Speak­ing of pick­les

The Compass - - EDITORIAL - Harold Wal­ters Harold Wal­ters lives Hap­pily Ever Af­ter in Dunville, in the only Cana­dian prov­ince with its own time zone. How cool is that? Reach him at gh­wal­ters663@gmail.com.

More than a month has passed since Smucker’s, ba­si­cally an Amer­i­can jam com­pany —Yes, a jam com­pany! — swung its cor­po­rate fist and dealt New­found­lan­ders an aw­ful punch in the gul­lets.

In the same way a pup­pet politi­cian is per­mit­ted to speak in the voice of the Supreme Politico, so to speak, Smucker’s Canada spoke in the voice of Mr. Smucker’s Par­ent Com­pany — spoke hor­rors that sounded like this in un­sus­pect­ing pro­vin­cial ears: “Hey, New­fies, b’ys, we id­den cook­ing any more of them Zest mus­tard pick­les.”

En masse, New­found­lan­ders wept; wept mon­soons over their Sun­day din­ner plates; wept un­til their watery gravy washed off their plates like tsunamis.

“Harry, my own sweet pickle,” said Dear­est Duck. “Per­haps you are be­ing a tad ex­treme.” “No more than a tad,” said I. “Why do you even care?” said Dear­est Duck. “You don’t eat many mus­tard pick­les in the run of a year.”

“That’s true,” said I, “but I’d like to know I could crunch that chunk of cauliflower if I so de­sired. Be­sides, it’s never nice when over­bear­ing in­sti­tu­tions force change on a cul­ture. Sure, look what hap­pened to the In­di­ans.”

“Hardly the same,” said Dear­est Duck, “and you should be more po­lit­i­cally cor­rect.” “I s’pose,” said I. Dear­est Duck left my side. I hoped she’d gone to fetch me Ten­sion Tamer, toast and jam.

Now, to hoist my de­railed train of thought back on its tracks…

Af­ter Mr. Smucker’s an­nounce­ment, the re­sult­ing pickle bal­ly­hoo that caused New­found­lan­ders’ lachry­mal glands to leak like sprung plumb­ing, came to pass be­cause fu­ture Sun­day Din­ners would suf­fer from a dearth of sweet mus­tard pick­les.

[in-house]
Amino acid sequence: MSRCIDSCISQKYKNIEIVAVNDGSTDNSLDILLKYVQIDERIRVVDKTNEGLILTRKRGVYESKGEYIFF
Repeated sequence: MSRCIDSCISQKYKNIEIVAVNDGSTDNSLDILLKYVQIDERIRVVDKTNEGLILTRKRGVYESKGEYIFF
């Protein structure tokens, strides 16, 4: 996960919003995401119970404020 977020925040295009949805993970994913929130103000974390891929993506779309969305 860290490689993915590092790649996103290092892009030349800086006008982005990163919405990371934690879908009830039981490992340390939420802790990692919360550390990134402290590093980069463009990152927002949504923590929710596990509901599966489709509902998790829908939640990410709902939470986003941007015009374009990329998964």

Ah, yes. Sun­day din­ner. The tra­di­tional — for a hun­dred years or so any­way — New­found­land Jiggs Din­ner.

Jiggs Din­ner, a feed, a scoff that in light of the present so­cial up­heaval, I shud­der to say does not suit my palate. At the risk of be­ing ban­ished with rocks and hav­ing my cit­i­zen­ship re­voked I must say I’d rather eat cook­ies and cake. Be that as it may… Pun­dits — gus­ta­tory gu­rus — be­lieve said Sun­day repast gets its name from the once pop­u­lar comic strip Bring­ing Up Fa­ther in which Jiggs, an Ir­ish hod car­rier — hod car­rier? — who’d won a lot­tery and moved to Amer­ica, loves to chow down on corned beef and cab­bage. What odds. “Harry,” Dear­est Duck has said a thou­sand times dur­ing our merry mat­ri­mo­nial years, “I’d cook Jiggs Din­ner but you don’t like it.”

“My Duck,” I’ve replied a thou­sand times, ac­knowl­edg­ing that merry mat­ri­mony in­volves com­pro­mise, “never use me as a rea­son for not cook­ing some­thing you like. Cook up a scoff and toss it on my plate. I’ll smother it with…”

Not mus­tard pick­les. Although I con­fess that oc­ca­sion­ally, I’ve tried that widely favoured condi­ment, hop­ing that my sweet tooth, savour­ing the sugar in the mus­tard, would dis­tract my taste buds and per­mit me to swal­low a fork­ful of the most un­palat­able por­tion on my plate — frig­gin’ pease pudding.

Alas, not even for Dear­est Duck, the sweet mus­tard in my life’s pickle jar, have I even been able to glutch pease pudding into my pud­dick.

Yes, yes, I’ve tried but I can’t even force it down my throat with the back­side of a spoon. “Harry.” “Okay, my Duck, enough about me and what a sour dill I am.”

Like a poacher in the king’s for­est who, re­leas­ing his ar­row a smidgen too soon, too late re­al­izes that killing the king’s own deer will cause a furor, Mr. Smucker — or p’raps his Cana­dian pup­pet — said, “Oops, bad move.”

Even as the first flood of tears flushed from Newfy eyes, Mr. Smucker was — in a man­ner of speak­ing — pat­ting the pop­u­lace’s back and promis­ing, “You won’t have to do with­out your pick­les for too long be­cause …”

… well, be­cause Mr. Smucker de­cided to set wheels in mo­tion that would soon stock New­found­land’s empty shelves with a re­place­ment brand of sweet mus­tard pick­les — Bick’s Sweet Mus­tard Pick­les.

Thoughts of his own wal­let never once crossed Mr. Smucker’s mind, eh b’ys?

I told a lie back there a ways. Bent the truth at least.

Of­ten­times — twice a year guar­an­teed — I eat Jiggs Din­ner when Dear­est

Although I con­fess that oc­ca­sion­ally, I’ve tried that widely favoured condi­ment, hop­ing that my sweet tooth, savour­ing the sugar in the mus­tard, would dis­tract my taste buds and per­mit me to swal­low a fork­ful of the most un­palat­able por­tion on my plate — frig­gin’ pease pudding.

Duck boils up the beef and caps my plate with cab­bage.

But I never smother the grub with mus­tard pick­les.

I bury the spuds, the car­rots, the turnip … the whole she­bang, with dou­ble scoops of Granny’s Green Goose­berry Pick­les. B’ys Triple G-Ps are an op­tion. At least in the in­terim. Thank you for read­ing.

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